The Departed

( 75 )

Overview

Legendary director Martin Scorsese takes the helm for this tale of questionable loyalties and blurring identities set in the South Boston organized crime scene and inspired by the wildly popular 2002 Hong Kong crime film Infernal Affairs. As the police force attempts to reign in the increasingly powerful Irish mafia, authorities are faced with the prospect of sending in an undercover agent or seeing their already frail grip on the criminal underworld slip even further. Billy Costigan Leonardo DiCaprio is a young ...
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Overview

Legendary director Martin Scorsese takes the helm for this tale of questionable loyalties and blurring identities set in the South Boston organized crime scene and inspired by the wildly popular 2002 Hong Kong crime film Infernal Affairs. As the police force attempts to reign in the increasingly powerful Irish mafia, authorities are faced with the prospect of sending in an undercover agent or seeing their already frail grip on the criminal underworld slip even further. Billy Costigan Leonardo DiCaprio is a young cop looking to make a name for himself in the world of law enforcement. Collin Sullivan Matt Damon is a street-smart criminal who has successfully infiltrated the police department with the sole intention of reporting their every move to ruthless syndicate head Frank Costello Jack Nicholson. When Costigan is assigned the task of working his way into Costello's tightly guarded inner circle, Sullivan is faced with the responsibility of rooting out the informer before things get out of hand. With the stakes constantly rising and time quickly running out for the undercover cop and his criminal counterpart, each man must work feverishly to reveal his counterpart before his identity is exposed by the other. Martin Sheen, Alec Baldwin, and Ray Winstone co-star, and writer William Monahan adapts a screenplay originally penned by Alan Mak and Felix Chong.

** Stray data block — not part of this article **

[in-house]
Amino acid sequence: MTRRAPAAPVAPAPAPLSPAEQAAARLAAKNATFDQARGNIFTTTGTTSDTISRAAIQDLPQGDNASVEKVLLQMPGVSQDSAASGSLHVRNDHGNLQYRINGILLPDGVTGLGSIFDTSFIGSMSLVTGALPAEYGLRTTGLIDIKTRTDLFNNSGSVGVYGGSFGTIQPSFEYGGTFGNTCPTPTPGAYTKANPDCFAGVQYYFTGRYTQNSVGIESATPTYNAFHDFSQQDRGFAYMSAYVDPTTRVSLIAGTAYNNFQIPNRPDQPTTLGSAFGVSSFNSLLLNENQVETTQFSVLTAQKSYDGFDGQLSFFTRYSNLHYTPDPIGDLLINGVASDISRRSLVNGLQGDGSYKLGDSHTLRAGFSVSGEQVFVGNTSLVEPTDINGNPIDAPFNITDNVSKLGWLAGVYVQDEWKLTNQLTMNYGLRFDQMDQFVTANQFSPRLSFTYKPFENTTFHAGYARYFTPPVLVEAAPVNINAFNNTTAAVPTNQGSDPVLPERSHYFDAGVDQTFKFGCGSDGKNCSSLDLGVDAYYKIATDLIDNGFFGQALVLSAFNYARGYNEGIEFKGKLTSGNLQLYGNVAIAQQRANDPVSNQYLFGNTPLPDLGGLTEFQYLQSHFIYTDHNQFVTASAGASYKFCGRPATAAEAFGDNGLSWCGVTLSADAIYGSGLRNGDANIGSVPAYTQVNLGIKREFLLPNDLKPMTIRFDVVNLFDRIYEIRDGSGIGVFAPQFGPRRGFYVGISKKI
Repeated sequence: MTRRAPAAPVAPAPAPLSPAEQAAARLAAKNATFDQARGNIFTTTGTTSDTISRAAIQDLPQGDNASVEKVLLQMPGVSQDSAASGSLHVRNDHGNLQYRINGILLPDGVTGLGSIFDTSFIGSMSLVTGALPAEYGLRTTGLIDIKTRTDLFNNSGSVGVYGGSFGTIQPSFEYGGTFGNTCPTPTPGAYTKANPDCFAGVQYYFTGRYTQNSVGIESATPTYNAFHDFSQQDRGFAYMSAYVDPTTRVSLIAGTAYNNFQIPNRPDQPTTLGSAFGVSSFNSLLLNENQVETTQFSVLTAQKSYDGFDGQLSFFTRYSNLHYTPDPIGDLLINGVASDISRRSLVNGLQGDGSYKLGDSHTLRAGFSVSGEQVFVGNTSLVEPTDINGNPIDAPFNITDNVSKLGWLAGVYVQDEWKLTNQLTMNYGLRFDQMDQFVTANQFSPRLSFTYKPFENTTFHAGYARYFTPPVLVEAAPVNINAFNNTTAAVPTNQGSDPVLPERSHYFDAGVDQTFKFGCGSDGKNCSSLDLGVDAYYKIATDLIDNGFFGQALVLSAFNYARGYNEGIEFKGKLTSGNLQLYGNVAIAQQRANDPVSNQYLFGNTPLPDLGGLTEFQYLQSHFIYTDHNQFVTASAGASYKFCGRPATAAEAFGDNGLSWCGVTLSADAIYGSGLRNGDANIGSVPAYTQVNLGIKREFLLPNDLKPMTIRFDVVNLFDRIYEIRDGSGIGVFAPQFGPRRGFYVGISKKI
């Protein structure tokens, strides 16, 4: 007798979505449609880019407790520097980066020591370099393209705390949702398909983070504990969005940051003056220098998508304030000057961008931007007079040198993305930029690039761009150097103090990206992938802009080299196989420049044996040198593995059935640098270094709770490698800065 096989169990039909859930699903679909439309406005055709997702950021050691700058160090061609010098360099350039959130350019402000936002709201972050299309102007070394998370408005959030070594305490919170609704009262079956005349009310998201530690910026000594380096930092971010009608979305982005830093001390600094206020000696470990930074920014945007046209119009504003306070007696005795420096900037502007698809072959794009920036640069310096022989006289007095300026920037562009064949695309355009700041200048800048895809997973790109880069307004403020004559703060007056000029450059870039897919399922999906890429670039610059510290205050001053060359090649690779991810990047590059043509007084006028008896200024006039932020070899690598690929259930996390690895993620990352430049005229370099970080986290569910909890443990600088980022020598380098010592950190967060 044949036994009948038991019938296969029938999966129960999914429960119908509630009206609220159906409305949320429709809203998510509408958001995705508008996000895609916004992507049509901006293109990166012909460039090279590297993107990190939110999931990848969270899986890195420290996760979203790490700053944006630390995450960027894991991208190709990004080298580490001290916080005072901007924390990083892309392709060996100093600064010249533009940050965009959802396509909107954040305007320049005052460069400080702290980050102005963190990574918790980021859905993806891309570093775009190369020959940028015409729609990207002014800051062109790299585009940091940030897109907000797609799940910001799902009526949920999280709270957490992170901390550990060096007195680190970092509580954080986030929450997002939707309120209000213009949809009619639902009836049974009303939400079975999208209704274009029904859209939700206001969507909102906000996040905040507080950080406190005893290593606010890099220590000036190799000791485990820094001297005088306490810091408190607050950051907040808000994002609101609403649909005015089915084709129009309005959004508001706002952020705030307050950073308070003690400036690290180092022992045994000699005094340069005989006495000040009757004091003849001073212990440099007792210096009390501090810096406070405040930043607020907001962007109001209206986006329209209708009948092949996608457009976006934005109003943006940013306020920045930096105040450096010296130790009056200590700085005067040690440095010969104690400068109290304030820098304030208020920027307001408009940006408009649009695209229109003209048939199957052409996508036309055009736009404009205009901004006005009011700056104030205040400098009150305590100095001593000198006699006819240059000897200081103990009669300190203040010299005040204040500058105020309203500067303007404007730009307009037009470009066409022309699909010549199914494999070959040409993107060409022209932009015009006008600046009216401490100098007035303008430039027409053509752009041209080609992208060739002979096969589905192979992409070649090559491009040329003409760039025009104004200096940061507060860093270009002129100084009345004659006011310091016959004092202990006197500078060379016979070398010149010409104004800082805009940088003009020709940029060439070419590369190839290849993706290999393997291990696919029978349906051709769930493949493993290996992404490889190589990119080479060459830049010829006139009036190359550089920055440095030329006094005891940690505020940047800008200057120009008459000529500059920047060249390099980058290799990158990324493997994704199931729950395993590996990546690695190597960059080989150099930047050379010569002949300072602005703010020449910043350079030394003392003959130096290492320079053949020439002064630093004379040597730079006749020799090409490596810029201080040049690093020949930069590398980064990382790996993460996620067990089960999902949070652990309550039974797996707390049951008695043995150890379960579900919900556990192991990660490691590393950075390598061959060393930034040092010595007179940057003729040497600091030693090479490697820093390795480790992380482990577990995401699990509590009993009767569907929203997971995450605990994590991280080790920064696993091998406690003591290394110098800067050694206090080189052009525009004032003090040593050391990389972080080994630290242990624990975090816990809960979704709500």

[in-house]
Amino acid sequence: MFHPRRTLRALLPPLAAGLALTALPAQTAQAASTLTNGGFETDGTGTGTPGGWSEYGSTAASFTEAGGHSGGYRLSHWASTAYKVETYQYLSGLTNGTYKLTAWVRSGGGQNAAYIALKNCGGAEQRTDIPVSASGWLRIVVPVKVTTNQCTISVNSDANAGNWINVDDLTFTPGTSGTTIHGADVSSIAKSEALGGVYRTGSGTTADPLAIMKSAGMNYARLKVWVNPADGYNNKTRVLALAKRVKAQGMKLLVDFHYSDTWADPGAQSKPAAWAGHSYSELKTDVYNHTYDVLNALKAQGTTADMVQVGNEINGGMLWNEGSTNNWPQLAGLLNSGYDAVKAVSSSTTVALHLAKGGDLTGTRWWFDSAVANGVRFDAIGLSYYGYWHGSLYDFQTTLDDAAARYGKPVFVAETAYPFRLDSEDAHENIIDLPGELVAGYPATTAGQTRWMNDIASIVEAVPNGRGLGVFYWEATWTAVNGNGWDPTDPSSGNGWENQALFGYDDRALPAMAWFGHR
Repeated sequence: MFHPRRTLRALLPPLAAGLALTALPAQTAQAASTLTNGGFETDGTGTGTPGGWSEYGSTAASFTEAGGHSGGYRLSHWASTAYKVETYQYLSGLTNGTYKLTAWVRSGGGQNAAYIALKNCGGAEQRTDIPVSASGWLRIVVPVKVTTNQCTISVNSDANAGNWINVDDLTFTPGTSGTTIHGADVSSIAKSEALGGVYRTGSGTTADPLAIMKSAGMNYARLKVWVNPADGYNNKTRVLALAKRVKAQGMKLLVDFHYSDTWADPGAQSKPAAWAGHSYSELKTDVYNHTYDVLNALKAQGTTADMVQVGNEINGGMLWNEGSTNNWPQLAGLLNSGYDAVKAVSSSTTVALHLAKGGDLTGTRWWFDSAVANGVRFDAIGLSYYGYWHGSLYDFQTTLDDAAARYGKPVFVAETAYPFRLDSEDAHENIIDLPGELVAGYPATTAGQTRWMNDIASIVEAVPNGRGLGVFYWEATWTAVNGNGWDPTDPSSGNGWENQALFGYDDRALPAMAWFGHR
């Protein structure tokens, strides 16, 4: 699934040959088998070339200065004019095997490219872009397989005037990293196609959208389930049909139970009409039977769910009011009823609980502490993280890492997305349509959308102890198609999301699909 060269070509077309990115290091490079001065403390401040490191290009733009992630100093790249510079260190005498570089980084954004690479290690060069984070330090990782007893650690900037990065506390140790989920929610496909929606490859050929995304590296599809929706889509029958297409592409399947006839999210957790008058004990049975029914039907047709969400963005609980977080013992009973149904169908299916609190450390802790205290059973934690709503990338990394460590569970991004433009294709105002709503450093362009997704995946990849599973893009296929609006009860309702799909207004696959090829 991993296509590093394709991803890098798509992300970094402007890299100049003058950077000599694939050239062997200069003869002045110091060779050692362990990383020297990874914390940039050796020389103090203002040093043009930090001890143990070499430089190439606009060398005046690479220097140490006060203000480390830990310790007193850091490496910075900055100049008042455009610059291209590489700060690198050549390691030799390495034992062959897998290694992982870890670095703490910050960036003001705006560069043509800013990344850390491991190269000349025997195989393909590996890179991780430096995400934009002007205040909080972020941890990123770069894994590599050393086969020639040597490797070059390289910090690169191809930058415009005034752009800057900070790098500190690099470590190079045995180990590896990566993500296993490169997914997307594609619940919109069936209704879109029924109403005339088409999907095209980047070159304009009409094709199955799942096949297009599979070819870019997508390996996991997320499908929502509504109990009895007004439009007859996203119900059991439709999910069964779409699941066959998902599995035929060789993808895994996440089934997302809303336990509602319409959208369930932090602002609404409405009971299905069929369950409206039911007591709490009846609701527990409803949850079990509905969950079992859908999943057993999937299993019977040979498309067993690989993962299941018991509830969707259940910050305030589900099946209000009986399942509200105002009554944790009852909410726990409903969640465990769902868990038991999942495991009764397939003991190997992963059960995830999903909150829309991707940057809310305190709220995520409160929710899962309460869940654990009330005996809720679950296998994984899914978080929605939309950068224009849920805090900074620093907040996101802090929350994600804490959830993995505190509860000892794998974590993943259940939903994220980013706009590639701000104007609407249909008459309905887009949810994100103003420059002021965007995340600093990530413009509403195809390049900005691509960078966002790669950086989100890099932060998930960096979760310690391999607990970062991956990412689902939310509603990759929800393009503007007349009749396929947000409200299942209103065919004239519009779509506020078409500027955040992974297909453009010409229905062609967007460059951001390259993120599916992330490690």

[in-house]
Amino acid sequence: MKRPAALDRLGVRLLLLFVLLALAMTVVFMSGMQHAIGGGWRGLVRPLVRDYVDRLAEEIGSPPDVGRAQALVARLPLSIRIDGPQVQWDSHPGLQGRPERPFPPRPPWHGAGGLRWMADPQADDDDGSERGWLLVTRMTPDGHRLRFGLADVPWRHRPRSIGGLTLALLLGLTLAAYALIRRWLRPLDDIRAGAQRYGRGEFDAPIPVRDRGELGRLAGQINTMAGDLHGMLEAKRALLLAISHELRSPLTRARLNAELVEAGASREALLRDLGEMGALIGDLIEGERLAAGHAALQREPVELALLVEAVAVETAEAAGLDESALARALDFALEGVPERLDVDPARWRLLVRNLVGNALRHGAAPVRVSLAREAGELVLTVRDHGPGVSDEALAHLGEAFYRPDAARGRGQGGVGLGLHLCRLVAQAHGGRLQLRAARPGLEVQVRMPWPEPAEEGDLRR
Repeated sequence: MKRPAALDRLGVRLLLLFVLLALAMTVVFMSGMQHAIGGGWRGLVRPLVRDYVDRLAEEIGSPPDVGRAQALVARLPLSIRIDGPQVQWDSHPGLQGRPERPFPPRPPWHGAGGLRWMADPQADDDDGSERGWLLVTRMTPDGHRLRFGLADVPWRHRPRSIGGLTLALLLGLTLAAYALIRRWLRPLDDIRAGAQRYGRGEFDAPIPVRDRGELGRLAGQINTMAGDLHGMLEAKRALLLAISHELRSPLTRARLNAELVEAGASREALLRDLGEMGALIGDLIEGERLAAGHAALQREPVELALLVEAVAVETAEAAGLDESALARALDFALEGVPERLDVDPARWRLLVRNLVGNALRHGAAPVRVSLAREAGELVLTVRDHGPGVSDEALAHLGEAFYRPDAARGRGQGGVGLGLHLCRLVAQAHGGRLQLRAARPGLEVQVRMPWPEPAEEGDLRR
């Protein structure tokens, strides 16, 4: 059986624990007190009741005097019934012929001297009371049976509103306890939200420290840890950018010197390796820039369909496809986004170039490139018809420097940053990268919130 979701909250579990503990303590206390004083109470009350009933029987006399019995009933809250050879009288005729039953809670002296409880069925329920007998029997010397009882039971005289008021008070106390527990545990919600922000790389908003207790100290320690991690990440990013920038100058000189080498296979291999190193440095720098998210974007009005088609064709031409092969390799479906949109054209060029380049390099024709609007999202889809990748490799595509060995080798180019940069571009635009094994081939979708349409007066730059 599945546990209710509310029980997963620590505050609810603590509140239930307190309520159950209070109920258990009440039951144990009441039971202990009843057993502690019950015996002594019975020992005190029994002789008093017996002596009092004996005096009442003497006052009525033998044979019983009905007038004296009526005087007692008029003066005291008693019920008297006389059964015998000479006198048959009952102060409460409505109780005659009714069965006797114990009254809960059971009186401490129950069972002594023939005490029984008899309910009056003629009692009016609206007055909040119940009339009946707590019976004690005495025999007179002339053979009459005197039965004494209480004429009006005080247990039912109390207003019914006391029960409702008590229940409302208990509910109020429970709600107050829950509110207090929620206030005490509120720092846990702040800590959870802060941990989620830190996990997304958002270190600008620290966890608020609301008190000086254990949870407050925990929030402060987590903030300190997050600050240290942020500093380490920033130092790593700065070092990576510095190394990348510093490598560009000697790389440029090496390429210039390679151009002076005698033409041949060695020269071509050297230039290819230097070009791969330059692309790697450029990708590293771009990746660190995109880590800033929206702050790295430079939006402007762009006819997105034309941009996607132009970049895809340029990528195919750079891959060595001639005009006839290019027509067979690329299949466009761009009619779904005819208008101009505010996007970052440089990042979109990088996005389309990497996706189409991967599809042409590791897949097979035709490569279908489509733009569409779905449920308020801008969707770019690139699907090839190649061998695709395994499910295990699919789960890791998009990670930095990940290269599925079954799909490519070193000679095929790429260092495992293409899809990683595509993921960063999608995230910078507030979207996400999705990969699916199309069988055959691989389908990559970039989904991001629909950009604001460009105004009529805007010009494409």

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Editorial Reviews

Barnes & Noble - Ed Hulse
This Americanized remake of a highly acclaimed Chinese thriller, Infernal Affairs was welcomed as a return to form for director Martin Scorsese. The Departed takes place in Boston, where Irish Mafia kingpin Frank Costello (a superb Jack Nicholson) rules the local underworld with an iron hand while terrifying law-abiding citizens. Costello plants a carefully groomed “mole,” Colin Sullivan (Matt Damon), in the local police department. Unbeknownst to either of them, the department has placed its own mole, Billy Costigan (Leonardo DiCaprio), in Costello’s gang. It’s only a matter of time before both moles are suspected and put in grave danger. Under Scorsese’s direction, the intriguing plot generates nearly unbearable suspense, which is periodically interrupted with staccato bursts of savage violence, flamboyantly staged for jarring effect. There’s additional tension in a subplot that finds Sullivan’s therapist girlfriend (Vera Farmiga) attracted to one of her ex-patients, the increasingly nervous Costigan. The principals all turn in sensational performances, as do the film’s key supporting players: Martin Sheen, Alec Baldwin, Ray Winstone, and Academy Award nominee Mark Wahlberg. Nobody has ever gotten into the heads of mobsters quite as well as Scorsese, and in this complex, multilayered story, he’s finally found the perfect vehicle for his incomparable talents.
All Movie Guide - Perry Seibert